If there is one thing Kathryn Riley, managing director of legal recruitment firm Douglas Scott, can’t be accused of, it is not trying. Last year flexible working was rated by staff as the top perk they want; the firm introduced a string of attempts to accommodate it.
However, it is not exactly going to plan. She says: “Six months ago we tried two-hour lunch breaks, but for 40-50 per cent of staff, their productivity [calls made, interviews booked, placements made] actually fell,” she recalls. “This was scrapped for our Wednesday Flexibility Day, where people could come in early and finish early, but again people weren’t working to their normal levels. Now we’re trying offering flexibility on Monday’s – typically the least productive day anyway, but four weeks in, it’s neither showing positive nor negative results.”
This is not how it is supposed to be. Last year the Institute for Leadership & Management (ILM) found that 82 per cent of leaders felt flexible working improved productivity, and other studies have produced similar findings. But it is clearly not universal. “It’s overwhelming when you hear about it being the next big driver of productivity,” says Ms Riley, “but I’m cautious.”
Whenever productivity does occasionally slip, flexibility is never the reason
Perhaps it is because the reality is still so different for some that current flexible working rates – consistently 50 per cent according to the same ILM report – have not significantly improved since all staff were able to request it in 2014. Before the UK’s Flexible Working Regulations were introduced that year, only employees with caring responsibilities were eligible. The universal right to ask was hailed as a big step forward, but employers can still refer to a list of eight reasons to say “no”, and many do. Last year, the University of East Anglia revealed, following a Freedom of Information request, that 33 per cent of flexible working requests by women on maternity leave in 2016 were refused. Two of the eight reasons were commonly cited: “detrimental effect on quality” and “inability to reorganise the work among existing staff”.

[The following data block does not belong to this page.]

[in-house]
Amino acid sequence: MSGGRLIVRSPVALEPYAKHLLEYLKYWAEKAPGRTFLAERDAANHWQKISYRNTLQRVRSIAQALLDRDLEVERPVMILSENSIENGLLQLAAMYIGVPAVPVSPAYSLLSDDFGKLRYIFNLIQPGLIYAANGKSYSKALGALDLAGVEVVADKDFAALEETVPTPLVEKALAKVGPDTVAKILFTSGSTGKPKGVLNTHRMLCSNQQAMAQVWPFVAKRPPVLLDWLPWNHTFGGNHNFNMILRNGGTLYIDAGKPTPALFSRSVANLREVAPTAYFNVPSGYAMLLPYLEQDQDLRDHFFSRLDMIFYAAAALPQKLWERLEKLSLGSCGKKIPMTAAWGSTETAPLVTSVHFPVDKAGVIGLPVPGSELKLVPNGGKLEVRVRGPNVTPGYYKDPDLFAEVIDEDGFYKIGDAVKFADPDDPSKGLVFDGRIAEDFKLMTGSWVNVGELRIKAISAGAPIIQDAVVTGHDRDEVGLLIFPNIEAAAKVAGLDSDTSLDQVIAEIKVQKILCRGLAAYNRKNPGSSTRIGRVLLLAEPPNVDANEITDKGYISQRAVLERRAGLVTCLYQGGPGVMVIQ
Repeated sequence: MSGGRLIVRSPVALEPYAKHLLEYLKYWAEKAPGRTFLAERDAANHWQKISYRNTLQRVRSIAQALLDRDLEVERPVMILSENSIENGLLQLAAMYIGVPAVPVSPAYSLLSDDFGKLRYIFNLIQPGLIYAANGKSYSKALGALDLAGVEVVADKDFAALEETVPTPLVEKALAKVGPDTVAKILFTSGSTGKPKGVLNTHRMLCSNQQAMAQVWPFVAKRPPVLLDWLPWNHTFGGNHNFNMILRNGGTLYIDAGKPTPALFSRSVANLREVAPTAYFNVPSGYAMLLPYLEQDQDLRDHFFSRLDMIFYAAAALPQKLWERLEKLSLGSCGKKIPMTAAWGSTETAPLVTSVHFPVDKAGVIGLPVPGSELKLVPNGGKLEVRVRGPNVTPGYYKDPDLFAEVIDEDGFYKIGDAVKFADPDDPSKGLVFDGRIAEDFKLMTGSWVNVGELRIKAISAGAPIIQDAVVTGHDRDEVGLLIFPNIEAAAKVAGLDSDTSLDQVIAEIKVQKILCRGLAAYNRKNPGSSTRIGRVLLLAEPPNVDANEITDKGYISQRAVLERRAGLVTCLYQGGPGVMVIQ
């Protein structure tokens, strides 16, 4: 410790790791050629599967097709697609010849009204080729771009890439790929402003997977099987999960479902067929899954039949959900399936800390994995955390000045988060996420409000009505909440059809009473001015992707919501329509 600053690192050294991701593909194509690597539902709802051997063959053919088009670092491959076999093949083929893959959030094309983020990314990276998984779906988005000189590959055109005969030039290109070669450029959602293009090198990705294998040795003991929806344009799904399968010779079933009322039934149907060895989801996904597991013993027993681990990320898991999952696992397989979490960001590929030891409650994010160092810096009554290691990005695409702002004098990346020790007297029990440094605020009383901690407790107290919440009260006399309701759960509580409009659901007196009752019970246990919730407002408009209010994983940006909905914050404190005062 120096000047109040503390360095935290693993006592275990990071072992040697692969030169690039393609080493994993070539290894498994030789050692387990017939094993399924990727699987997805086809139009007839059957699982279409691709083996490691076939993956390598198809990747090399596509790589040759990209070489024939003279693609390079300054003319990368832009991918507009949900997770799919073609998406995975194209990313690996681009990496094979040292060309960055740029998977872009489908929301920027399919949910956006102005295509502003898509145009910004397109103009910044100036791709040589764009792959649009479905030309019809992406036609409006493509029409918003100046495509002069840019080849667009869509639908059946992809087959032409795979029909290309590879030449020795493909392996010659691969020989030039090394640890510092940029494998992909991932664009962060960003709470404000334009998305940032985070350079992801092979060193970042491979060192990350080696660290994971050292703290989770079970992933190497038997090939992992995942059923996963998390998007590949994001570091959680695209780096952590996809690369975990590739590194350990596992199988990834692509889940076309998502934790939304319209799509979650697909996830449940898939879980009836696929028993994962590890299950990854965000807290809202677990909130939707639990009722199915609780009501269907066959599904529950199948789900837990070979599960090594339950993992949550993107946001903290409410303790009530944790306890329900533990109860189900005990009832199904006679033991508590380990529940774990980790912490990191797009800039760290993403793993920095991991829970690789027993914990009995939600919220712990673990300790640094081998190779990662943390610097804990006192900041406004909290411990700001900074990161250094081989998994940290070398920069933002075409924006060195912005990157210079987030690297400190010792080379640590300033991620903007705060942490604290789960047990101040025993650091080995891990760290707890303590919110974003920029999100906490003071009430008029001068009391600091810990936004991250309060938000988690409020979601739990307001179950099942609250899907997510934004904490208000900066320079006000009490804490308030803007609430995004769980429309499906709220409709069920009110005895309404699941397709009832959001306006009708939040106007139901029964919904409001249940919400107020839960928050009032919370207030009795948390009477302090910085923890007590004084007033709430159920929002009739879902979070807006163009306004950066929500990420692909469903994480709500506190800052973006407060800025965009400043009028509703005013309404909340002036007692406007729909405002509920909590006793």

“Part of the problem is that by making flexible working a ‘request’, granting it can be seen by employers as a concession,” argues Stephen Bevan, head of HR research development at the Institute for Employment Studies (IES). Granting a request can be made harder if a company is not convinced of its productivity gains. He adds: “Refusals are one thing, but what we’ll probably never know is how many employees don’t even make a request for fear of rejection.”
So why is there still resistance to flexible working? Anne Cantelo, co-author of The Agile Revolution, believes there is a strong fear that flexi-working actually means “shirking [rather than working] from home”. Chris Barkataki, principal consultant in KPMG’s workforce intelligence unit, adds: “Businesses also fear having to reconfigure their processes (like training), for people who don’t fit the traditional nine-to-five.” They both agree that this urgently needs to change.